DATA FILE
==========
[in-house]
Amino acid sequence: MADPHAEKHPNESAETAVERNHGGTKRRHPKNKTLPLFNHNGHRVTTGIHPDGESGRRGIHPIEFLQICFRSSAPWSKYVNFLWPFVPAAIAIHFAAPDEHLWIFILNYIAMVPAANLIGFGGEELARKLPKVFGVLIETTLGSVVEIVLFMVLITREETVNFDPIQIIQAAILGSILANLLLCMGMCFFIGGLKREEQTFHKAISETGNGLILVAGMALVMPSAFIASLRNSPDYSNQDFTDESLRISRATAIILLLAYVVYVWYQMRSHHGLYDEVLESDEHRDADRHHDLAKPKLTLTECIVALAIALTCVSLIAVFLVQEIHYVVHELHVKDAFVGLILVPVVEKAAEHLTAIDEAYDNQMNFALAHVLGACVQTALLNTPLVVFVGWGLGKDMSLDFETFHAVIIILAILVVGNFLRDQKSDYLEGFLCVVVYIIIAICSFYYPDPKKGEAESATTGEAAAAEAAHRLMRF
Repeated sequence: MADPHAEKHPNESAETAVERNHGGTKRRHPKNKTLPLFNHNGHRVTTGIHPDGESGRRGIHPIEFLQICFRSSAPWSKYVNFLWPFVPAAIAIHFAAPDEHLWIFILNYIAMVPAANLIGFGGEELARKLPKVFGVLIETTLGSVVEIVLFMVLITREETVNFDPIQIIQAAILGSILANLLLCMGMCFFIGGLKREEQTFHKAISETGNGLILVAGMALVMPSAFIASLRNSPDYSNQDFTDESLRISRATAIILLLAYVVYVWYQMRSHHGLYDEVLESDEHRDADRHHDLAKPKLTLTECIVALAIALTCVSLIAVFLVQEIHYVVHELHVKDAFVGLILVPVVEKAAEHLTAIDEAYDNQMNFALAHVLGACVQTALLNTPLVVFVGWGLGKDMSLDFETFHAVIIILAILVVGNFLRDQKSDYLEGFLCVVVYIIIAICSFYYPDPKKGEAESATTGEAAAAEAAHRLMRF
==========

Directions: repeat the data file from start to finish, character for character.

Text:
[in-house]
Amino acid sequence: MADPHAEKHPNESAETAVERNHGGTKRRHPKNKTLPLFNHNGHRVTTGIHPDGESGRRGIHPIEFLQICFRSSAPWSKYVNFLWPFVPAAIAIHFAAPDEHLWIFILNYIAMVPAANLIGFGGEELARKLPKVFGVLIETTLGSVVEIVLFMVLITREETVNFDPIQIIQAAILGSILANLLLCMGMCFFIGGLKREEQTFHKAISETGNGLILVAGMALVMPSAFIASLRNSPDYSNQDFTDESLRISRATAIILLLAYVVYVWYQMRSHHGLYDEVLESDEHRDADRHHDLAKPKLTLTECIVALAIALTCVSLIAVFLVQEIHYVVHELHVKDAFVGLILVPVVEKAAEHLTAIDEAYDNQMNFALAHVLGACVQTALLNTPLVVFVGWGLGKDMSLDFETFHAVIIILAILVVGNFLRDQKSDYLEGFLCVVVYIIIAICSFYYPDPKKGEAESATTGEAAAAEAAHRLMRF
Repeated sequence: MADPHAEKHPNESAETAVERNHGGTKRRHPKNKTLPLFNHNGHRVTTGIHPDGESGRRGIHPIEFLQICFRSSAPWSKYVNFLWPFVPAAIAIHFAAPDEHLWIFILNYIAMVPAANLIGFGGEELARKLPKVFGVLIETTLGSVVEIVLFMVLITREETVNFDPIQIIQAAILGSILANLLLCMGMCFFIGGLKREEQTFHKAISETGNGLILVAGMALVMPSAFIASLRNSPDYSNQDFTDESLRISRATAIILLLAYVVYVWYQMRSHHGLYDEVLESDEHRDADRHHDLAKPKLTLTECIVALAIALTCVSLIAVFLVQEIHYVVHELHVKDAFVGLILVPVVEKAAEHLTAIDEAYDNQMNFALAHVLGACVQTALLNTPLVVFVGWGLGKDMSLDFETFHAVIIILAILVVGNFLRDQKSDYLEGFLCVVVYIIIAICSFYYPDPKKGEAESATTGEAAAAEAAHRLMRF